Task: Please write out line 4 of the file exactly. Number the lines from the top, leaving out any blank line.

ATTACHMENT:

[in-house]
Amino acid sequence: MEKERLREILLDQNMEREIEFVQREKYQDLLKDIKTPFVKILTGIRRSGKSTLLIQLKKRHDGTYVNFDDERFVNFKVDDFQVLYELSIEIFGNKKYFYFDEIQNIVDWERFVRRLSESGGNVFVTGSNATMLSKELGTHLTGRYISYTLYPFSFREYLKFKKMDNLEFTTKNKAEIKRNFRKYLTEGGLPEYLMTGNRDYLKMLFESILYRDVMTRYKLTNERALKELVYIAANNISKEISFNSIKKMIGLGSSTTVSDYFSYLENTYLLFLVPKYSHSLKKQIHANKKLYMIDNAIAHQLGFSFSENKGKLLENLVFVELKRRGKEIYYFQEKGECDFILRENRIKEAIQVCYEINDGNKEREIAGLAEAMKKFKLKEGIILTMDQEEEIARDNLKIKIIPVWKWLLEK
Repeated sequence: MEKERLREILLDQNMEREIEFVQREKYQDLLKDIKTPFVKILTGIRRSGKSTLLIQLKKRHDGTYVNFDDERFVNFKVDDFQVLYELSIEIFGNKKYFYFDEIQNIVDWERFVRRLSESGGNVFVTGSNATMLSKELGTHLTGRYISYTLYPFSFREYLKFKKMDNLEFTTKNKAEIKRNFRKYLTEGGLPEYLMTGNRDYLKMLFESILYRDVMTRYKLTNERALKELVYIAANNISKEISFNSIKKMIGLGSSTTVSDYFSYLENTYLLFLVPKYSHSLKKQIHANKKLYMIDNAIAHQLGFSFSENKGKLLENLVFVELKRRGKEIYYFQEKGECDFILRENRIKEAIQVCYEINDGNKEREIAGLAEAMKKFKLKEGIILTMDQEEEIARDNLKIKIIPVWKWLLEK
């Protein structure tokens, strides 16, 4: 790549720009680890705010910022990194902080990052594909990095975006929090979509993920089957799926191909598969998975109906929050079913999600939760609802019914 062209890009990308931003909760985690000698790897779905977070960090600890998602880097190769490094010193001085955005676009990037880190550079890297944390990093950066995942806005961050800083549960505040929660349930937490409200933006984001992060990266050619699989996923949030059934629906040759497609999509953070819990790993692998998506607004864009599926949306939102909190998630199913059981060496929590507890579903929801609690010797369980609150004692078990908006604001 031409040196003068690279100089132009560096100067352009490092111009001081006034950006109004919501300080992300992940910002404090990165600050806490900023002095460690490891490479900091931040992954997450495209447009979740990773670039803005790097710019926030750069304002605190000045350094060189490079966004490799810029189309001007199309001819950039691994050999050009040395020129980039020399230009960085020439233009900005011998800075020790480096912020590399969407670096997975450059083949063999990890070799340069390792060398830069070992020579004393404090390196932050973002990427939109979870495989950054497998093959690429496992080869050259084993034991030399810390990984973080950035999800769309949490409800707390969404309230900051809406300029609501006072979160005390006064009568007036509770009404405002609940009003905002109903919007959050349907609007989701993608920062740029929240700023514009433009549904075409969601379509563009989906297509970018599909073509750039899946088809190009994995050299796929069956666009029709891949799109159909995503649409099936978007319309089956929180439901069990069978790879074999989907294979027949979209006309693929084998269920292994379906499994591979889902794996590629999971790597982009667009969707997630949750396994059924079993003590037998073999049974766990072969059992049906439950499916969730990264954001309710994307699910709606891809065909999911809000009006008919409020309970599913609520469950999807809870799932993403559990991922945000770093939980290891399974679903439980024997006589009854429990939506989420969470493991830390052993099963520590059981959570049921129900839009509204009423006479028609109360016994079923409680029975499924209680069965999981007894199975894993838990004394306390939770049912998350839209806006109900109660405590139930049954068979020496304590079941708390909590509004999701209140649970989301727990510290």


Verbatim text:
């Protein structure tokens, strides 16, 4: 790549720009680890705010910022990194902080990052594909990095975006929090979509993920089957799926191909598969998975109906929050079913999600939760609802019914 062209890009990308931003909760985690000698790897779905977070960090600890998602880097190769490094010193001085955005676009990037880190550079890297944390990093950066995942806005961050800083549960505040929660349930937490409200933006984001992060990266050619699989996923949030059934629906040759497609999509953070819990790993692998998506607004864009599926949306939102909190998630199913059981060496929590507890579903929801609690010797369980609150004692078990908006604001 031409040196003068690279100089132009560096100067352009490092111009001081006034950006109004919501300080992300992940910002404090990165600050806490900023002095460690490891490479900091931040992954997450495209447009979740990773670039803005790097710019926030750069304002605190000045350094060189490079966004490799810029189309001007199309001819950039691994050999050009040395020129980039020399230009960085020439233009900005011998800075020790480096912020590399969407670096997975450059083949063999990890070799340069390792060398830069070992020579004393404090390196932050973002990427939109979870495989950054497998093959690429496992080869050259084993034991030399810390990984973080950035999800769309949490409800707390969404309230900051809406300029609501006072979160005390006064009568007036509770009404405002609940009003905002109903919007959050349907609007989701993608920062740029929240700023514009433009549904075409969601379509563009989906297509970018599909073509750039899946088809190009994995050299796929069956666009029709891949799109159909995503649409099936978007319309089956929180439901069990069978790879074999989907294979027949979209006309693929084998269920292994379906499994591979889902794996590629999971790597982009667009969707997630949750396994059924079993003590037998073999049974766990072969059992049906439950499916969730990264954001309710994307699910709606891809065909999911809000009006008919409020309970599913609520469950999807809870799932993403559990991922945000770093939980290891399974679903439980024997006589009854429990939506989420969470493991830390052993099963520590059981959570049921129900839009509204009423006479028609109360016994079923409680029975499924209680069965999981007894199975894993838990004394306390939770049912998350839209806006109900109660405590139930049954068979020496304590079941708390909590509004999701209140649970989301727990510290």